How To: Add A User To A Group

Today’s article is going to teach you how to add a user to a group. It’s not particularly difficult, but it’s something everyone should know. If you don’t know how to add a user to a group, this article is meant for you.

This article is going to make a few assumptions. The first is that you’re familiar with cat /etc/passwd which will tell you what groups a user belongs to. It also assumes that you’re familiar with cat /etc/group – where you can find supplementary information.

Furthermore, you should also be aware of the groups command, which is a handy command, probably worthy of its own article, that lets you know what groups you already belong to. So, there’s a bit you’re expected to know already, or at least be familiar with conceptually, but trust me when I say this is a very simple article and very straightforward.

Anyhow, if you’ve looked at those previous commands, you’ll see there are a lot of groups. Your user may or may not be a member of those groups, as the groups command will let you know. For myriad reasons, you may wish to add yourself or another user to different groups. Well, that’s what this article is actually about. It’s about showing you how to …

Add A User To A Group:

This article requires an open terminal, like many other articles on this site. If you don’t know how to open the terminal, you can do so with your keyboard – just press CTRL + ALT + T and your default terminal should open.

The command we’ll be using for this exercise is ‘usermod‘. You can get a head start by using ‘man usermod‘ but we really won’t be needing most of that information. In reality, we only care about a couple of the flags. Still, usermod is a pretty expansive command, with many options. Still, it defines itself simply as:

usermod – modify a user account

See? Pretty straightforward still. The command we actually want is:

The -a means append (add) the user. The -G means groups – so the -a -G means add a user to a group. You can verify the command worked (though, well, you really don’t need to – ’cause, assuming  you did it properly it’ll work) with the following:

See? That’s it. You’ve learned how to add a user to a group – in under 500 words!

Closure:

Yup, it’s a nice and easy article for a skill you may need as you work with advanced group permissions. If you want to refine the permissions in your system, the sky’s the limit and it’s easy enough to add a user to a group if you need to. So, there’s another tool in your toolbox.

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Find Your Username In Linux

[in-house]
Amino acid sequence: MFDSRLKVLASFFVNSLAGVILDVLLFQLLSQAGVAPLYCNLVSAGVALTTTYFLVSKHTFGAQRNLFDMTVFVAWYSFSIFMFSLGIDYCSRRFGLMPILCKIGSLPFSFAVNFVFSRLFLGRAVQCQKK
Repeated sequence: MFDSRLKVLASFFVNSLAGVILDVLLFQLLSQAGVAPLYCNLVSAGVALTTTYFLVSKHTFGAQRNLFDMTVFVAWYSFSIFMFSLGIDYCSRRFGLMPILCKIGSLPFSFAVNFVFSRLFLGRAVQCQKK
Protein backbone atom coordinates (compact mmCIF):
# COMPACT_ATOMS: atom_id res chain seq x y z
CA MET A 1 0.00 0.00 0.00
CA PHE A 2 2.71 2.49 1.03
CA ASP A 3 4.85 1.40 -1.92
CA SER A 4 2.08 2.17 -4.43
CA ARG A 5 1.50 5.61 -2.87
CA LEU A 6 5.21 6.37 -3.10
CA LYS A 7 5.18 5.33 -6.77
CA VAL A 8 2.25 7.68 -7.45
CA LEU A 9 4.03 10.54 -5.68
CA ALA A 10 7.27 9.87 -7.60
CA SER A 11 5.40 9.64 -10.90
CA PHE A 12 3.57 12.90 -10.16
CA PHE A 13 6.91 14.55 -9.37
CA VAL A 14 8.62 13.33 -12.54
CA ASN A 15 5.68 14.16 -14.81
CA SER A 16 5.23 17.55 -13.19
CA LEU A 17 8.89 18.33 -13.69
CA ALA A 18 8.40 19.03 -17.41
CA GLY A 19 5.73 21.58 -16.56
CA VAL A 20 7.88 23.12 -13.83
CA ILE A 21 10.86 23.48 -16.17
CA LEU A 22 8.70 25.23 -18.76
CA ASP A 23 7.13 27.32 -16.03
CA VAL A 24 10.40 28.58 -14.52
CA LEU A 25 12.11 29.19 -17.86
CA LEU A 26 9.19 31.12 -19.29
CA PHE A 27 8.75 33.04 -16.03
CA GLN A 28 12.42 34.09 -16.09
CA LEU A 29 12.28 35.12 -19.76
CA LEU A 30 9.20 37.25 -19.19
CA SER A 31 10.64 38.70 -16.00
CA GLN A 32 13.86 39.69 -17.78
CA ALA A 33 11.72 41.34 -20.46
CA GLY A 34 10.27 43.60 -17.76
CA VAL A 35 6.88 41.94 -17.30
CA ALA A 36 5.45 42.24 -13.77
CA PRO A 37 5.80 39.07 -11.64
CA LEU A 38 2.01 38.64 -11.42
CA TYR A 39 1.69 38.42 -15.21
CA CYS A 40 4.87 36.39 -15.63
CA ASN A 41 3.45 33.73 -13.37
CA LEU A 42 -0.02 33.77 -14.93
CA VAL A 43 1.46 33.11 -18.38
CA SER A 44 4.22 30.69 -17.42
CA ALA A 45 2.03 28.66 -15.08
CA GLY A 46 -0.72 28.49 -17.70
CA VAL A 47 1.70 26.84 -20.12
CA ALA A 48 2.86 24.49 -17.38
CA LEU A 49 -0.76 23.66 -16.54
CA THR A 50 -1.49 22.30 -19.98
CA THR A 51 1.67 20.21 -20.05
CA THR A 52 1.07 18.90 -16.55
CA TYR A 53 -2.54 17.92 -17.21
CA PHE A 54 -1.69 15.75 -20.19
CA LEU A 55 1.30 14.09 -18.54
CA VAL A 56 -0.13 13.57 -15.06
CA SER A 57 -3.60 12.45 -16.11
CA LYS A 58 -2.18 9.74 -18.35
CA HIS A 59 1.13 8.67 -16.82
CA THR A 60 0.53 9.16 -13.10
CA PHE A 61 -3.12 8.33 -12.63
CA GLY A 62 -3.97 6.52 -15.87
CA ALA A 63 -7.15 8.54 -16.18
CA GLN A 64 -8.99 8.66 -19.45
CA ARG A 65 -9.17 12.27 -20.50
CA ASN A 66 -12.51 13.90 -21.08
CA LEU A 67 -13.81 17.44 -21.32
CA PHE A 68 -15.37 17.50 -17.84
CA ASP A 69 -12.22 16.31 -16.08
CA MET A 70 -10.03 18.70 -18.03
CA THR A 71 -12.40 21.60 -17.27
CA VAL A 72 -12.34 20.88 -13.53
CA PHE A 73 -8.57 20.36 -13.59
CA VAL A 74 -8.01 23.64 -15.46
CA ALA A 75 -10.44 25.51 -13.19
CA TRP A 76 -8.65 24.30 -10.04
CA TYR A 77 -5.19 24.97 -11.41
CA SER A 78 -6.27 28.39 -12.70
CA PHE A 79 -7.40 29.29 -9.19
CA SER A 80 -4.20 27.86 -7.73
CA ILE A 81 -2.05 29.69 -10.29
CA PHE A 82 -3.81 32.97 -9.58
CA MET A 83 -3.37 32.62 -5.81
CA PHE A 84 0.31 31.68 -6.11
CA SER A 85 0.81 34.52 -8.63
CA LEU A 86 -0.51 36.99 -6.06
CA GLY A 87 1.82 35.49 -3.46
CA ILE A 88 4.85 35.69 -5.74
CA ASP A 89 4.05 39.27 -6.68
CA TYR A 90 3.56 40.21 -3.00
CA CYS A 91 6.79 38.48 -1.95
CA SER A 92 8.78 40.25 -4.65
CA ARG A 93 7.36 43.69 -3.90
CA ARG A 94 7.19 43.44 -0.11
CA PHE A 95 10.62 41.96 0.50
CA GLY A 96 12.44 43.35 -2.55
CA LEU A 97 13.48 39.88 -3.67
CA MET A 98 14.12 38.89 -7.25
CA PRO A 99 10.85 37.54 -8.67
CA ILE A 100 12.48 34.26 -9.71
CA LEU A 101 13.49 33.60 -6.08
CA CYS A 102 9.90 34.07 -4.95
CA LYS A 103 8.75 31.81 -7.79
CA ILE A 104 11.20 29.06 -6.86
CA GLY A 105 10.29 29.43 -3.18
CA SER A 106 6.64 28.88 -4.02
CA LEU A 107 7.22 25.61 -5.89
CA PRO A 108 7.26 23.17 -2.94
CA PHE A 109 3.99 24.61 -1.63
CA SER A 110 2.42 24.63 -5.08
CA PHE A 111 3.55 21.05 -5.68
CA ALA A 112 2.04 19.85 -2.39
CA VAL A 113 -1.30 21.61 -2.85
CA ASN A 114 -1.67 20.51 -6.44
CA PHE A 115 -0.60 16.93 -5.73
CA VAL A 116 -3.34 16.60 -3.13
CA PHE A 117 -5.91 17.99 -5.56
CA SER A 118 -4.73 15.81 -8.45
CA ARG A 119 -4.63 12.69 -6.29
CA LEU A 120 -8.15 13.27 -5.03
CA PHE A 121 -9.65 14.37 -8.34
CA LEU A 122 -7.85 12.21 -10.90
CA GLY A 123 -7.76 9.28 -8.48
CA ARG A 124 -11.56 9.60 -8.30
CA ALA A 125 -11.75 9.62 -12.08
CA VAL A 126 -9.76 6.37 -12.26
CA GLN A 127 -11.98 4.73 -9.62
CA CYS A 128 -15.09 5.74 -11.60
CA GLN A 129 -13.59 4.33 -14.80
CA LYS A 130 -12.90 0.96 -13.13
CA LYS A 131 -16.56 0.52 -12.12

Today’s article is going to be fairly brief and easy, as it just covers how to find your username in Linux. For this exercise, we’ll be using a terminal and some basic commands. It shouldn’t be too stressful or difficult. In fact, it should be just the opposite.

When you open your terminal, you’re usually greeted with some information. In that information is typically your username. However, it’s possibly that this is no longer true. You could have it display anything you wanted, plus there’s a chance you’re logged in remotely and just can’t remember which terminal window is connected to which device.

So, there are some reasons why these commands exist. I mean, you should probably know your username. That’s not the kind of thing I forget, but I am getting older. Still, the commands exist and must exist for a reason.

My motto is that they wouldn’t have provided a path if they didn’t want you to get to the destination. (That’s not really my motto.) So, if there’s a command that’ll help you find your username in Linux, you might as well know it and know how to use it.

Find Your Username In Linux:

This article requires an open terminal, like many other articles on this site. If you don’t know how to open the terminal, you can do so with your keyboard – just press CTRL + ALT + T and your default terminal should open.

With that terminal open, let’s try echoing the $USER variable. It’s nice and easy, and it looks like this:

You can also use who and whoami as commands:

And:

There’s also w, which shows logged in users – so you may be able to deduce your username from that list. It just looks like a:

The ‘w’ command nice and handy, and has a bit more information about the user. It would look similar to this:

w command's output showing username
See? It’s pretty easy to see that there’s a user logged in – and more!